Here is a poem I wrote last summer about twilight. I will attempt to enjoy it this way in winter too!!


I love dusk…

how the evening takes the hand

of afternoon and they saunter,

watching the fireflies along the side of the road –

How they listen for the quieting of the birds,

the waking of the cicadas.

How the stars begin their slow appearance,

though, of course, they’ve been there all along.

Day and night hand in hand

walking toward the horizon…

How day softens her grip

and slips off toward tomorrow,

darkness waving until she is out of sight.

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  • Writer's pictureevansph2

In the introduction to the book Dancing in the Darkness, by Rev. Dr. Otis Motts, III author, professor and commentator Michael Eric Dyson tells a story told widely whose specific attribution has been lost through oral telling:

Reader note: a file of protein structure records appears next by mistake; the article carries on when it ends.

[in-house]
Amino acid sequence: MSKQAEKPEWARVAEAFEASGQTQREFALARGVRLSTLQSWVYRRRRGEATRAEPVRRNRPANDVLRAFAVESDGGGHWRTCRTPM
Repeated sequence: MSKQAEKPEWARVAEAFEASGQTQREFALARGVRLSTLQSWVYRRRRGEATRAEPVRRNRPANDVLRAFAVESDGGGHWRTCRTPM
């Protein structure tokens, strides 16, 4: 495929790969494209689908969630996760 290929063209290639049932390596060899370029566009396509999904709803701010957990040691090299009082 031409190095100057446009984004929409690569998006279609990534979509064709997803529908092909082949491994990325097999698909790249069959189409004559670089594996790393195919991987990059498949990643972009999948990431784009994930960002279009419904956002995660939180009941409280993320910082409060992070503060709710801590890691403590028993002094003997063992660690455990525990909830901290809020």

One version of the story goes, that a young lady was complaining to her mother about her troubles and wondering aloud how she would make it through a spell of misfortune. Her mother led the young lady to the kitchen and filled three pots with water – and placed carrots in the first, eggs in the second, and coffee beans in the third. After bringing each pot to a boil, she removed the contents and placed them in a bowl explaining to her daughter that while they had been subjected to the same adverse conditions, each element reacted differently. The carrots had been strong, hard and unbending, yet emerged soft and weak. The eggs had been fragile; their liquid interior protected by a thin shell, and yet their insides were hardened by the heat. The consistency of the coffee beans remained the same but instead of being altered by their surroundings they changed the water in which they were boiled to produce coffee with a rich aroma! Which are you? the mother asks her daughter to gauge how she would respond in the face of difficulty.'"